(00:12:42) – So, you have to figure out, do we have those skill sets? And if we don’t, how do we go about finding those skill sets? And sometimes I think the answer is not always go hire someone and build out a team. Like, I’ve worked at organizations that were private equity backed, where I was the marketing leader, and one of the things they looked at is because we want to eventually get sold we want to keep our fixed costs for the organization in check, which means we don’t always want to hire employees, which are considered fixed costs. So, we had a model where we would work with freelancers and agencies for a lot of things to build out that skill set because one, we looked at it as this is a short term need, probably 1 to 2 years and then the company would hopefully be acquired and we didn’t want those fixed costs. And two, we wanted the versatility or the flexibility in the budget and the resources to be able to ramp up and ramp down based on how the company was doing.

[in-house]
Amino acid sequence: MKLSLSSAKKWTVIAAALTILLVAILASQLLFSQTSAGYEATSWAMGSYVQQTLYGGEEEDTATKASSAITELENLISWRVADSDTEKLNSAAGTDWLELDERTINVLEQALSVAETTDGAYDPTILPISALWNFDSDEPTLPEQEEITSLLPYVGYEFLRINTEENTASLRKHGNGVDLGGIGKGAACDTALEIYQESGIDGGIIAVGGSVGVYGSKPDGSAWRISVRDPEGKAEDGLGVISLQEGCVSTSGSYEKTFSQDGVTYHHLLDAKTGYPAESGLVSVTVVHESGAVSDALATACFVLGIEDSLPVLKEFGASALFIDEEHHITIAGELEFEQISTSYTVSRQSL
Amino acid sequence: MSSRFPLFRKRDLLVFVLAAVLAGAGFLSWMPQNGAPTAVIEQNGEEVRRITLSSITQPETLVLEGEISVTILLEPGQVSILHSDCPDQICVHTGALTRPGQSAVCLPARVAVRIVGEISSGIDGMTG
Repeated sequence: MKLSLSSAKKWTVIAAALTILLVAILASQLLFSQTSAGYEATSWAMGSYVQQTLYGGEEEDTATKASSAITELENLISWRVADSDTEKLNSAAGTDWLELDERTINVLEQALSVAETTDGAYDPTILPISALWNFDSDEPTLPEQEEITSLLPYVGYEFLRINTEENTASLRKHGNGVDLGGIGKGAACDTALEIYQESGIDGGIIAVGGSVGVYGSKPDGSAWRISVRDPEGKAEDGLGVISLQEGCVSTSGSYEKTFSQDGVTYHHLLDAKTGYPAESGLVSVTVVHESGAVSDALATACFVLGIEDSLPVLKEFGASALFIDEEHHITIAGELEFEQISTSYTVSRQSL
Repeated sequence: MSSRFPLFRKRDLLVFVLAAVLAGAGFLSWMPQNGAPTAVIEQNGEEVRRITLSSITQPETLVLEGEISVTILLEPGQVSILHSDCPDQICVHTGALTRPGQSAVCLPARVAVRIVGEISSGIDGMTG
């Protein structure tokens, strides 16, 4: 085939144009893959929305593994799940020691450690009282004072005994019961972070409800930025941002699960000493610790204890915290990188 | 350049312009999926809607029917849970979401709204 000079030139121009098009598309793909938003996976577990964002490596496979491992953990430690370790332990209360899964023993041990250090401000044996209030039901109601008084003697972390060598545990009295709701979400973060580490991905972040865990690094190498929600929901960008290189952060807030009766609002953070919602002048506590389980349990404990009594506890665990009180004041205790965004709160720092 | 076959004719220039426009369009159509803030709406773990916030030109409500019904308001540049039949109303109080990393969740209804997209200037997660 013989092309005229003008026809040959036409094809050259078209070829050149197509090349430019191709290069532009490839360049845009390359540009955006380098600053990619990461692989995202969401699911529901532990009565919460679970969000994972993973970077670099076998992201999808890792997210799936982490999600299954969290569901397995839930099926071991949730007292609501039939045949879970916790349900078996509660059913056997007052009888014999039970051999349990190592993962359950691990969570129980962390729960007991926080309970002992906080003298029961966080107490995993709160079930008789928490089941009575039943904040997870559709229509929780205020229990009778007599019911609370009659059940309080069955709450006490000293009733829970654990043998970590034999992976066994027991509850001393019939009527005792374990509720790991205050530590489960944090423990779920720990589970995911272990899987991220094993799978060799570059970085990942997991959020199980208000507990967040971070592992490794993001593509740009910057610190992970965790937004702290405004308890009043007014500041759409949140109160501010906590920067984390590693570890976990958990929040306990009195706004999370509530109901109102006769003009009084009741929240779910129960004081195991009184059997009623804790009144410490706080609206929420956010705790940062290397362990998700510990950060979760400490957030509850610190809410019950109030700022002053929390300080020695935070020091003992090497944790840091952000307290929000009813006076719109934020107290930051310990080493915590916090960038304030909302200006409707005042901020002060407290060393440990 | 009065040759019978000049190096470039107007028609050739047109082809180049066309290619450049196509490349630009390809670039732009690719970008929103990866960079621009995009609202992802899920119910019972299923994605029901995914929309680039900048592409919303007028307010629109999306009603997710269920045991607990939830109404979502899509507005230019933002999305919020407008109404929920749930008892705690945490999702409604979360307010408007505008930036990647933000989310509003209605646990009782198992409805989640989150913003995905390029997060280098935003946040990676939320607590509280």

(00:13:46) – And that’s a lot harder to do when you have fixed employees on there because you don’t want to constantly be impacting people’s lives by laying them off shortly after you hire them, or within a year or two of hiring them, but you need that flexibility to say, okay, we have a peak in work. Let’s pull in our agency; let’s pull in freelancers to help get this done, but okay, we need to cut back on budgets right now; let’s just trim back our outside spend versus having to look internally. So, some of the solutions to these issues are red flags. I think, one of them is looking at, if you’re a smaller team or a smaller organization that doesn’t have marketing built out yet, I think, one of the solutions you can look at is an outsourced marketing department that is working with an agency like GrowthMode Marketing, where we come in and work your team. So, you get that variety of different skill sets that may be needed. And the reality is what you might pay for one person or two people to have specific skill sets on your team. You bring in an agency, you have a much broader level of skill sets, so you get all the things you need from marketing without having to build out a ten person team.